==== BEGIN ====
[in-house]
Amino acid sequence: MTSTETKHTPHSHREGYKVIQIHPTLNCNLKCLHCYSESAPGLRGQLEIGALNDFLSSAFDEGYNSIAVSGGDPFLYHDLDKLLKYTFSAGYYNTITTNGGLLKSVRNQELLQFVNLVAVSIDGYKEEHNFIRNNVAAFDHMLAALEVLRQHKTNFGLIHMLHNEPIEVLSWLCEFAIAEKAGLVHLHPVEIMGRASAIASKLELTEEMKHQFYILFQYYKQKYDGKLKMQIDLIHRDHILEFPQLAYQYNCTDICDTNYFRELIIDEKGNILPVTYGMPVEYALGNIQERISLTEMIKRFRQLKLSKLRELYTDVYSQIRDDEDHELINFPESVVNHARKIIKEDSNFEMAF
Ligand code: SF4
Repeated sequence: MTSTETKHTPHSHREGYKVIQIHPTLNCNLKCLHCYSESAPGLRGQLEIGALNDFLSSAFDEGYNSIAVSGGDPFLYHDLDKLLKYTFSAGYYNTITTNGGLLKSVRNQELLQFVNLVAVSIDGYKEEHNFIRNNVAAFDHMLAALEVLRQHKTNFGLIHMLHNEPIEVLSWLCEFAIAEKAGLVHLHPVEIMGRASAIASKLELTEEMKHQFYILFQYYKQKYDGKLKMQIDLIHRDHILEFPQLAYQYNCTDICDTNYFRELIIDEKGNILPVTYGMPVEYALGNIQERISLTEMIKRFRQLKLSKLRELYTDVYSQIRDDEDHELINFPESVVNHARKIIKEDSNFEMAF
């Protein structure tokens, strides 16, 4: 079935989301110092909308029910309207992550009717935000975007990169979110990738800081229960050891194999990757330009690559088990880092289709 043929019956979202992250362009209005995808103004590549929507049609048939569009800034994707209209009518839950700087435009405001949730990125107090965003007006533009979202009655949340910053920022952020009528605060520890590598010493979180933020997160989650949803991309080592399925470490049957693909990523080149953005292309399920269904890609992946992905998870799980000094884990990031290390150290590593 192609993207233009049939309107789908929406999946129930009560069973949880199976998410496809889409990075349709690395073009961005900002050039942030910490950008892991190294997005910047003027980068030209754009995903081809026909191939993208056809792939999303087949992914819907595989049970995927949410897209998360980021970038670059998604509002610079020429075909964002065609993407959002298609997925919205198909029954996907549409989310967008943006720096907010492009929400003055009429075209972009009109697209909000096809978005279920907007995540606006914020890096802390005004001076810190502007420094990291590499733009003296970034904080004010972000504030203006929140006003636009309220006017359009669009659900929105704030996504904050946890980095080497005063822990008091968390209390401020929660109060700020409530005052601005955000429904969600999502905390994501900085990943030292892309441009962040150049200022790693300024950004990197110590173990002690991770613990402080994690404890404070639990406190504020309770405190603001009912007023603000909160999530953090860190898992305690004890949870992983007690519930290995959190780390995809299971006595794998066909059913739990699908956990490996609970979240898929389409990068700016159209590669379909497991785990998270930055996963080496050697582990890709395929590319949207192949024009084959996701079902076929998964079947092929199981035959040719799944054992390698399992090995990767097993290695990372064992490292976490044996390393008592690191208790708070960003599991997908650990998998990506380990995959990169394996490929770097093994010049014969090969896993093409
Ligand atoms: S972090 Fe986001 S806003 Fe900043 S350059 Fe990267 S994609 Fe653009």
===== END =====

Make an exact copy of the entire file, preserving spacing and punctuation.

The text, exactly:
[in-house]
Amino acid sequence: MTSTETKHTPHSHREGYKVIQIHPTLNCNLKCLHCYSESAPGLRGQLEIGALNDFLSSAFDEGYNSIAVSGGDPFLYHDLDKLLKYTFSAGYYNTITTNGGLLKSVRNQELLQFVNLVAVSIDGYKEEHNFIRNNVAAFDHMLAALEVLRQHKTNFGLIHMLHNEPIEVLSWLCEFAIAEKAGLVHLHPVEIMGRASAIASKLELTEEMKHQFYILFQYYKQKYDGKLKMQIDLIHRDHILEFPQLAYQYNCTDICDTNYFRELIIDEKGNILPVTYGMPVEYALGNIQERISLTEMIKRFRQLKLSKLRELYTDVYSQIRDDEDHELINFPESVVNHARKIIKEDSNFEMAF
Ligand code: SF4
Repeated sequence: MTSTETKHTPHSHREGYKVIQIHPTLNCNLKCLHCYSESAPGLRGQLEIGALNDFLSSAFDEGYNSIAVSGGDPFLYHDLDKLLKYTFSAGYYNTITTNGGLLKSVRNQELLQFVNLVAVSIDGYKEEHNFIRNNVAAFDHMLAALEVLRQHKTNFGLIHMLHNEPIEVLSWLCEFAIAEKAGLVHLHPVEIMGRASAIASKLELTEEMKHQFYILFQYYKQKYDGKLKMQIDLIHRDHILEFPQLAYQYNCTDICDTNYFRELIIDEKGNILPVTYGMPVEYALGNIQERISLTEMIKRFRQLKLSKLRELYTDVYSQIRDDEDHELINFPESVVNHARKIIKEDSNFEMAF
């Protein structure tokens, strides 16, 4: 079935989301110092909308029910309207992550009717935000975007990169979110990738800081229960050891194999990757330009690559088990880092289709 043929019956979202992250362009209005995808103004590549929507049609048939569009800034994707209209009518839950700087435009405001949730990125107090965003007006533009979202009655949340910053920022952020009528605060520890590598010493979180933020997160989650949803991309080592399925470490049957693909990523080149953005292309399920269904890609992946992905998870799980000094884990990031290390150290590593 192609993207233009049939309107789908929406999946129930009560069973949880199976998410496809889409990075349709690395073009961005900002050039942030910490950008892991190294997005910047003027980068030209754009995903081809026909191939993208056809792939999303087949992914819907595989049970995927949410897209998360980021970038670059998604509002610079020429075909964002065609993407959002298609997925919205198909029954996907549409989310967008943006720096907010492009929400003055009429075209972009009109697209909000096809978005279920907007995540606006914020890096802390005004001076810190502007420094990291590499733009003296970034904080004010972000504030203006929140006003636009309220006017359009669009659900929105704030996504904050946890980095080497005063822990008091968390209390401020929660109060700020409530005052601005955000429904969600999502905390994501900085990943030292892309441009962040150049200022790693300024950004990197110590173990002690991770613990402080994690404890404070639990406190504020309770405190603001009912007023603000909160999530953090860190898992305690004890949870992983007690519930290995959190780390995809299971006595794998066909059913739990699908956990490996609970979240898929389409990068700016159209590669379909497991785990998270930055996963080496050697582990890709395929590319949207192949024009084959996701079902076929998964079947092929199981035959040719799944054992390698399992090995990767097993290695990372064992490292976490044996390393008592690191208790708070960003599991997908650990998998990506380990995959990169394996490929770097093994010049014969090969896993093409
Ligand atoms: S972090 Fe986001 S806003 Fe900043 S350059 Fe990267 S994609 Fe653009």